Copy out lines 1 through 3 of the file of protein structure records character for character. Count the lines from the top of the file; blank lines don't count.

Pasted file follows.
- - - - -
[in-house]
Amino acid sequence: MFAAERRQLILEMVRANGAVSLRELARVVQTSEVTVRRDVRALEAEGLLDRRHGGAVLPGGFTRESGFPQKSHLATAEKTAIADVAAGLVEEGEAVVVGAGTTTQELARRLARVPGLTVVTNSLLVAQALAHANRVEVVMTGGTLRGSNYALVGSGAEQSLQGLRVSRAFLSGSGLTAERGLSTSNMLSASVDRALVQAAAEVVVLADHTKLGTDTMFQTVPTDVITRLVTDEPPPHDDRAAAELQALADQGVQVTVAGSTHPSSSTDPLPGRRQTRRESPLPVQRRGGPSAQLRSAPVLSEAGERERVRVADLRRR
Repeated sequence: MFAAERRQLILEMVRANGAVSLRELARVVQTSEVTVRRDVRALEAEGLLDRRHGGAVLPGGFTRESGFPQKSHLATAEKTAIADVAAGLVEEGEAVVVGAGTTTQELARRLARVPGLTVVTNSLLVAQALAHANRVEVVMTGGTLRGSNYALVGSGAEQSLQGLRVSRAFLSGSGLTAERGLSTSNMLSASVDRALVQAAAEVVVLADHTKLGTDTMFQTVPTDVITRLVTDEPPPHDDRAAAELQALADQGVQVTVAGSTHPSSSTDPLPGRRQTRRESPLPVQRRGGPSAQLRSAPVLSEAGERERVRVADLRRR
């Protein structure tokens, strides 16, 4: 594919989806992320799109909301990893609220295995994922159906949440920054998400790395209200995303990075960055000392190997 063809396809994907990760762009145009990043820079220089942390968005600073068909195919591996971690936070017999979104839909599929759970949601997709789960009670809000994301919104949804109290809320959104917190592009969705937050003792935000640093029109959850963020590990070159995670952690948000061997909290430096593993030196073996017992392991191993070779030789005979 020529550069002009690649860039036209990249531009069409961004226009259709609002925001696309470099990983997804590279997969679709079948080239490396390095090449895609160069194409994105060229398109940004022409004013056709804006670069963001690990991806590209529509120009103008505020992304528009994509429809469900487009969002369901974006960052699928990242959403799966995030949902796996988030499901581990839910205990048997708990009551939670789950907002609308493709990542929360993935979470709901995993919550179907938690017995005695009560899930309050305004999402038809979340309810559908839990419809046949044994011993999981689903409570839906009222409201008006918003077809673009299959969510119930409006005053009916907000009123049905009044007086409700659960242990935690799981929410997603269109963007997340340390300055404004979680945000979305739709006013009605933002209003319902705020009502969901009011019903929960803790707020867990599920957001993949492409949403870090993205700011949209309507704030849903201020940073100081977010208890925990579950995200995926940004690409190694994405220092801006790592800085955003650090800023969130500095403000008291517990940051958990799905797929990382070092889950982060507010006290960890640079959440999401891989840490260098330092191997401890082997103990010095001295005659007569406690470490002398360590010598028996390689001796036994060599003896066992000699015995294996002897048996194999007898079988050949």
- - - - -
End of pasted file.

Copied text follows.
[in-house]
Amino acid sequence: MFAAERRQLILEMVRANGAVSLRELARVVQTSEVTVRRDVRALEAEGLLDRRHGGAVLPGGFTRESGFPQKSHLATAEKTAIADVAAGLVEEGEAVVVGAGTTTQELARRLARVPGLTVVTNSLLVAQALAHANRVEVVMTGGTLRGSNYALVGSGAEQSLQGLRVSRAFLSGSGLTAERGLSTSNMLSASVDRALVQAAAEVVVLADHTKLGTDTMFQTVPTDVITRLVTDEPPPHDDRAAAELQALADQGVQVTVAGSTHPSSSTDPLPGRRQTRRESPLPVQRRGGPSAQLRSAPVLSEAGERERVRVADLRRR
Repeated sequence: MFAAERRQLILEMVRANGAVSLRELARVVQTSEVTVRRDVRALEAEGLLDRRHGGAVLPGGFTRESGFPQKSHLATAEKTAIADVAAGLVEEGEAVVVGAGTTTQELARRLARVPGLTVVTNSLLVAQALAHANRVEVVMTGGTLRGSNYALVGSGAEQSLQGLRVSRAFLSGSGLTAERGLSTSNMLSASVDRALVQAAAEVVVLADHTKLGTDTMFQTVPTDVITRLVTDEPPPHDDRAAAELQALADQGVQVTVAGSTHPSSSTDPLPGRRQTRRESPLPVQRRGGPSAQLRSAPVLSEAGERERVRVADLRRR